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brought the entire fire department to the scene. Attempts to
push hoses into the blazing basement and first floor proved
impossible. Ladders were rushed to the dormitory windows.
Within minutes, 19 girls climbed down to safety. The boys’
dormitory would prove more difficult, being directly above the
spreading fire. Firefighters climbed in through windows and
searched deep onto the smoke-filled floor. Scores of unconscious
boys were carried to safety. On one last trip into the choking
smoke, firefighters found three additional boys unconscious in a
closet. In all, 26 boys were rescued. Amazingly, all the children
were rescued. Five adults perished in the flames.
December 27, 1916: New York, New York: Ammonia fumes
released in a smoke-filled sub-cellar 30 feet underground
caused more than a dozen firefighters to fall unconscious.
The fire was inside the Park & Tilford Building on Columbus
Avenue and 72nd Street. Exploding carboys spread the fumes,
knocking out the members of Engine Companies 56 and 74
and Ladder Company 25. These firefighters were rescued by
other members of their companies as Rescue 1 was special
called. The new rescue company donned smoke helmets and
plunged into the noxious fumes to search for down firefighters and to extinguish the flames. John McElligott, captain of
Rescue 1, was also knocked out when he remained after his air
supply ran out. Amazingly, no lives were lost, but many firefighters suffered lasting effects from the smoke and fumes.
December 31, 1916: Halifax, Quebec, Canada: Forty-five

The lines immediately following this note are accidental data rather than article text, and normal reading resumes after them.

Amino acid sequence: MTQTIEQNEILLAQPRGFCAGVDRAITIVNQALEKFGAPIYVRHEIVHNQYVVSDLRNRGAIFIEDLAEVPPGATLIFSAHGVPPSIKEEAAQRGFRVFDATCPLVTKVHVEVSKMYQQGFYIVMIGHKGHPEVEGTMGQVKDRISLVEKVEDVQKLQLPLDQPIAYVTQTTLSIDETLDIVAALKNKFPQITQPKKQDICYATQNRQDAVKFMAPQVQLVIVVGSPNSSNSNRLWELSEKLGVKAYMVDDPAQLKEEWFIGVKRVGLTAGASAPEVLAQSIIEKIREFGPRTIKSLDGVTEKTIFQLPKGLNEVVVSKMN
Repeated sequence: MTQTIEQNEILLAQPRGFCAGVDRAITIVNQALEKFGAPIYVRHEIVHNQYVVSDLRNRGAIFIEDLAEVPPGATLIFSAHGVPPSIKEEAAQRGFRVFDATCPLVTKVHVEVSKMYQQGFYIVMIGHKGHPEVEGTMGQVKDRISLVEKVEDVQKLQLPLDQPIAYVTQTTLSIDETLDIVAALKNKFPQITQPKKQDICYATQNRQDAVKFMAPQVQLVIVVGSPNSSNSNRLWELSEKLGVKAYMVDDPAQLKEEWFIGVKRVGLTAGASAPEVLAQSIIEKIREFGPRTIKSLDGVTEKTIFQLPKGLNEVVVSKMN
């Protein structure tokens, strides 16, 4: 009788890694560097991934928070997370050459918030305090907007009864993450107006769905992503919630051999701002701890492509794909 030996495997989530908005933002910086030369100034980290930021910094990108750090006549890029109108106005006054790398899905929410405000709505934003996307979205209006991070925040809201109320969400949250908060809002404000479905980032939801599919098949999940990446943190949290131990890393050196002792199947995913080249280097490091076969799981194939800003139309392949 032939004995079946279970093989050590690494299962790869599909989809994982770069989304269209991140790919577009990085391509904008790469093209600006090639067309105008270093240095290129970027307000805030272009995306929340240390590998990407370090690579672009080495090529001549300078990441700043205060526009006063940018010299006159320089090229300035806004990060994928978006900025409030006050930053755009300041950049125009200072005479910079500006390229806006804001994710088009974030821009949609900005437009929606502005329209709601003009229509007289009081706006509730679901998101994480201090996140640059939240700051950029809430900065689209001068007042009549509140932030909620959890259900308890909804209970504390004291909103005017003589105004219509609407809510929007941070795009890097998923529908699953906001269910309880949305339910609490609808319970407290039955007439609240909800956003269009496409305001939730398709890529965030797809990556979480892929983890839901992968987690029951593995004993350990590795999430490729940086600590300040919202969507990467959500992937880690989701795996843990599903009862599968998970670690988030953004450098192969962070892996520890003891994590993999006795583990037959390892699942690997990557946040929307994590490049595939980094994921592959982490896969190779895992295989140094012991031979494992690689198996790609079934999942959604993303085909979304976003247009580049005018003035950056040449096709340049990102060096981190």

female patients were killed as fire swept through a mental health
facility. The large building, run by the Quebec Sisters of
Charity, was filled with 180 female mental patients. The sisters
had great difficulty moving the excited patients to safety.
Firefighters, who responded from a long distance, could do little
as strong winds rapidly spread the fire. In all, 135 patients were
saved by the sisters. The building was destroyed.
Paul Hashagen is a 40-year veteran of the fire service. He retired from the Fire
Department of New York (FDNY) after 25 years of service, with 20 of those years in
Rescue Company 1. Hashagen is a former chief of the Freeport (NY) Fire Department and is still a member of Truck Company 1. He has written several books
and numerous stories on the history of the fire service including Fire Department
City of New York: The Bravest; An Illustrated History 1865-2002; and One Hundred
Years of Valor: Rescue Company 1 New York City Fire Department Rescue 1915-
2015. Visit his Facebook page at Paul Hashagen-author.
To read more from Paul Hashagen, visit www.firefighternation.com/
On one last trip
into the choking smoke,
three additional boys
unconscious in a closet.